Friday, January 19, 2007

On Britpop, Blur, and Damon Albarn

In Britain, pop music seems to matter more. That is not to say that Britpop is superior to its American counterpart (though I am a big fan of a lot of Britpop) nor is it to say that there are not passionate and knowledgable American music fans. Of course there are millions of us. But pop music is part of the zeitgeist on the British Isles in a way that it is not in a bigger, more diffuse United States. In the mid-1990s when the Oasis-Blur-Pulp wars were waged, the principals in that battle -- the rowdy and obnoxious Gallagher brothers, the pretty boy Damon Albarn who was part of the epoch's great pop couple, and the chic geek Jarvis Cocker -- seemed to be ubiquitous in both the daily and the weekly music tabloids that are notorious in England.

It is odd to think, given that Oasis appeared to have swept the floor with the competition by 1998 or so, that Albarn may have emerged triumphant from those days, though I doubt he cares. Oasis put out two (or so -- the debate rages on) truly great albums but became something of a caricature of themselves, and in any case by setting up the expectation that they were bigger than the Beatles created the conditions for a fall. When you aim for the heavens and fall short there will be many who enjoy your comedown. Pulp was always a favorite of the cognoscenti, but even in Britain they were the little engine that could, a band big enough to take the piss out of the bigger boys but not big enough to sustain it. That said, "Common People" might be the most quintessentially British song of the era.

Then there was Blur. Popular, not especially threatening, lacking Oasis' bombast and Pulp's wit, Albarn and co. seemed destined for the hall of the very good though not the Hall of Fame. But in recent years Albarn has taken some daring, even brazen, approaches to pop music. He has become the most unlikely hitmaker with a cartoon group (literally) in which he subsumes his personality in anonymity. He lets the cartoon speak for itself, and while the Gorrillaz might never approach true greatness, they are infectious and good and have captured a particular pop mood -- fusing hip hop and dance and rock -- every bit as much as Blur did back in the heyday of the mid-1990s when Britpop seemed destined to save the world, or at least to take some pulses and hand out a few presriptions.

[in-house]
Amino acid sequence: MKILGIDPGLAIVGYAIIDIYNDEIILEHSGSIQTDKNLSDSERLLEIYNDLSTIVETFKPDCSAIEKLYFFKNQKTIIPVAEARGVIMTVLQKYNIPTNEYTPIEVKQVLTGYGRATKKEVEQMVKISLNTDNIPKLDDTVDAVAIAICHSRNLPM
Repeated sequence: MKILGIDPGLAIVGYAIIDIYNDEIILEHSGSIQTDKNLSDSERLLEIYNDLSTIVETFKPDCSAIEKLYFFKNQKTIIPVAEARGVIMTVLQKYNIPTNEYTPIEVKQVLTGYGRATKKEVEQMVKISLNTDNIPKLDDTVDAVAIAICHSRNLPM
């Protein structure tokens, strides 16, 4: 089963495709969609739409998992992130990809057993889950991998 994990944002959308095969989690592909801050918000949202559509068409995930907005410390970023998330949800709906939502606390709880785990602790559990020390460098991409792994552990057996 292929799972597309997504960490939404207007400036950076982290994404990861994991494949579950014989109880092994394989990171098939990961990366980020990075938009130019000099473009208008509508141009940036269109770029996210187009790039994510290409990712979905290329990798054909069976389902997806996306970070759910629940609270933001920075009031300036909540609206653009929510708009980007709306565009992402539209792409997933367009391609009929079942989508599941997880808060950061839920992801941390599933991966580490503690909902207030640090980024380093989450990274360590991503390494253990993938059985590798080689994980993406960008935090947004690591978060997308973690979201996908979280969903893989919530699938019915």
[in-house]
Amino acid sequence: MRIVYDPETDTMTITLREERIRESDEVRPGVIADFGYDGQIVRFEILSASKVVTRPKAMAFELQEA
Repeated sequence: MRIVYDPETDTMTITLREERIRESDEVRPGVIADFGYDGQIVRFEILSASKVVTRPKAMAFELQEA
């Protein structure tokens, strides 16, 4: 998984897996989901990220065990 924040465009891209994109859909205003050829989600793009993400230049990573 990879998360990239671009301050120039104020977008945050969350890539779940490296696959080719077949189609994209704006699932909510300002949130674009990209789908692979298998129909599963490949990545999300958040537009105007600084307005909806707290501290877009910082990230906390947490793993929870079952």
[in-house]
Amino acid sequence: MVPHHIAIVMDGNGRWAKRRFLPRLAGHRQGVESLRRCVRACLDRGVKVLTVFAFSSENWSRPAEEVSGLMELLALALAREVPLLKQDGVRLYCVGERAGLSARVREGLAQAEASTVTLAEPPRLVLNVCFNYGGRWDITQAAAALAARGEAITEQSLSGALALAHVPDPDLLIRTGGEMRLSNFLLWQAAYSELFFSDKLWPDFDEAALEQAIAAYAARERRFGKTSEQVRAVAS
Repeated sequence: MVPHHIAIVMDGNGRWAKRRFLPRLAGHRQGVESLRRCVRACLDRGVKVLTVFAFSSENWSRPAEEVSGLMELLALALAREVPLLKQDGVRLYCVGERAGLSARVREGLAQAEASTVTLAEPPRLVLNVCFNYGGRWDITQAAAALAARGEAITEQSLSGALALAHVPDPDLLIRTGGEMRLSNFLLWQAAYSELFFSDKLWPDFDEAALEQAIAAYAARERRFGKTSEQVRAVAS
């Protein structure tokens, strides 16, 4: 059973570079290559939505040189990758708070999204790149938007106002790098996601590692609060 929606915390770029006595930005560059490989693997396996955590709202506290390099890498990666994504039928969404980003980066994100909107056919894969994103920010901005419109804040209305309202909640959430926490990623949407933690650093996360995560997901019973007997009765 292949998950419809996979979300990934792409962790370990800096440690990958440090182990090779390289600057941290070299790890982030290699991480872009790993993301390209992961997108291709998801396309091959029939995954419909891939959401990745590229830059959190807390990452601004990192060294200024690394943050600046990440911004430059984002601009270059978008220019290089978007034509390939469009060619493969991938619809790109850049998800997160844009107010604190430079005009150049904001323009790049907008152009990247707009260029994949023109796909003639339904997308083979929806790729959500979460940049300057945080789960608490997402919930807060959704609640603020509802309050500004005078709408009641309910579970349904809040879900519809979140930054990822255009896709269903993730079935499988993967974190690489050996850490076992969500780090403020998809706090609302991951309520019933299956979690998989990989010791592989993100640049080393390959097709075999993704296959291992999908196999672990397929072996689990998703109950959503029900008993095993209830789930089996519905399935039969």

Now along comes Albarn as the frontman of a new supergroup that has released an eponymously titled album. Capturing at least one aspect of today's music ethos (a cumbersome, indeed terribly bad, name) "The Good, the Bad, and the Queen" received a four-star review from Alexis Petridis in today's Guardian. I have not yet heard the album so cannot confirm or deny Petridis' impressions, but if the review is even halfway accurate the Gallagher brothers must be gnashing their eyebrows in a jealous, ale-fueled rage.


montana urban legend said...

Parklife was good fun and I'm not surprised that Albarn has taken his interest in forming supergroups yet another step forward. Leave it to Blur's former frontman to name an album as a sort of play on Ennio Morricone's classic Western soundtrack (assuming that was intentional).

GoodLiberal said...

I don't know, but the whole 'Parklife' 'Mockney' phase really annoyed me. It might be someone to do with people pretending to be from somewhere else and trying to be 'authentic' at the same time. That being said, I really enjoyed grown-up Blur. 'Coffee and TV' for instance is one of my favourite songs of theirs. The Gorillaz are also ace.

dcat said...

I think the "mockney" aspect is one of the reasons Pulp never fully broke in the way that the other two did.
I agree that late-era Blur was fabulous and that I was disappointed early on the see him switch to the Gorrilaz motif, though I now appreciate his ability to transmogrify.